Robert Mueller ’66 became director of the FBI on September 4, 2001, just a week before the 9/11 attacks, and served in that post until 2013. From 1990 to 1993, Mueller ran the criminal division of the Justice Department, overseeing the prosecution of former Panamanian dictator Manuel Noriega and Mafia boss John Gotti, as well as the Pan Am Flight 103 bombing case. He spoke with PAW about challenges facing the FBI today.
You spoke at your class dinner on the FBI’s role in safeguarding national security. What did you say?
I talked generally about the effects of September 11 on the Bureau and its response to the president’s mandate to do whatever we can to prevent future attacks. That changed our mission, to a certain extent, from conducting investigations after an attack to preventing attacks from occurring.
We focused on three areas. One was making counter-terrorism our Number One priority. We moved 2,000 agents from the criminal programs over to national security and in particular, terrorism. Secondly, we increased our intelligence capacity to anticipate attacks by tripling the number of analysts in the Bureau. Our metrics changed, as well. It was no longer the number of arrests, indictments, and convictions; it was how much we reduced the threat of an attack. There is really just one metric in terrorism for the public: if somebody gets through, then you have not done your job. Finally, we increased our partnership with state and local law enforcement agencies and worked at the federal level to break down statutory and cultural barriers to exchanging information with the CIA and other national security agencies.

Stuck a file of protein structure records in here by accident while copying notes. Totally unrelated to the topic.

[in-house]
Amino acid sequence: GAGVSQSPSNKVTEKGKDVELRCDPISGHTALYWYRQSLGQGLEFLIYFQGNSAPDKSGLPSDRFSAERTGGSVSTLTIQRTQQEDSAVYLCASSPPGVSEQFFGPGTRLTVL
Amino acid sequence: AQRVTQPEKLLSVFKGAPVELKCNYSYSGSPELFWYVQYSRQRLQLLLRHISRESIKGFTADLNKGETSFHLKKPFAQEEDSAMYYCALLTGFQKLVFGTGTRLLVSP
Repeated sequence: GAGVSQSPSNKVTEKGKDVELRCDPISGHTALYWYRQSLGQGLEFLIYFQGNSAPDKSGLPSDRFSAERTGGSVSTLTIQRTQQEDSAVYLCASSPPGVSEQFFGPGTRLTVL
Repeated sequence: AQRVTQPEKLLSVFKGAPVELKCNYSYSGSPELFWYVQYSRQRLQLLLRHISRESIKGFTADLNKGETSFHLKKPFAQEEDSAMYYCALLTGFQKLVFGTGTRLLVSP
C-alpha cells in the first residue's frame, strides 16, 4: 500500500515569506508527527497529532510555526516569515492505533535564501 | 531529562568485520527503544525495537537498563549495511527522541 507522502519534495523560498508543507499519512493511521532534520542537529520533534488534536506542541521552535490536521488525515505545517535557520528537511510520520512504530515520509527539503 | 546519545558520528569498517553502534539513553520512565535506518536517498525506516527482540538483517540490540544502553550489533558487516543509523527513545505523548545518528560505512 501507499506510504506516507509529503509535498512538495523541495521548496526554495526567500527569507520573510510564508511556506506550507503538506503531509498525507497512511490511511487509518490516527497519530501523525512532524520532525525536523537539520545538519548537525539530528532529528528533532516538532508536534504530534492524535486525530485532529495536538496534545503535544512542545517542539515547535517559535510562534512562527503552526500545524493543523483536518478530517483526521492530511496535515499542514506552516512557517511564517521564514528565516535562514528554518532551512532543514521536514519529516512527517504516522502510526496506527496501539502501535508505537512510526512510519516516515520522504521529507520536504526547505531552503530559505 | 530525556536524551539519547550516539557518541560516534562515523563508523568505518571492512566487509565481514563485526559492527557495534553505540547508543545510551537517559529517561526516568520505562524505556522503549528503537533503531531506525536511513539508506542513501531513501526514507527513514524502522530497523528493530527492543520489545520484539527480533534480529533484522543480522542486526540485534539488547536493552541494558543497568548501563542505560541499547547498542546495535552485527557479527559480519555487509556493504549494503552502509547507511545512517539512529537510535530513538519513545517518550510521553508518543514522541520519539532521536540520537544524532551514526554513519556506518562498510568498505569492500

It has been more than 14 years since 9/11. Although there have not been any large scale attacks masterminded by foreign terrorist groups inside the United States since then, is it unrealistic to think that we can entirely prevent smaller, lone-wolf attacks, such as the one last December in San Bernardino?
I think it’s very difficult but that’s what you aspire to.
Do you have any comments on the dispute between Apple and the FBI over providing access to iPhones?
Whenever there is an attack, the concern is always that there might be a second attack, and so you want all the information you can possibly get as to who the attackers were associating with or contacting. You are less concerned about the substance of the discussions than with identifying others who might have been plotting with them. Imagine that you are sitting in the command center after an attack and you have identified the individuals responsible. One of them is killed, but he had a cell phone. It is absolutely critical to get the information off that phone to determine whether other attacks are contemplated and who may be involved in plotting those attacks.
There have been proposals to remove J. Edgar Hoover’s name from the FBI headquarters in Washington. How do you feel about that?
I think it will be resolved relatively soon because the Bureau is supposed to get a new building. So that issue should solve itself.
Interview conducted and condensed by Mark F. Bernstein ’83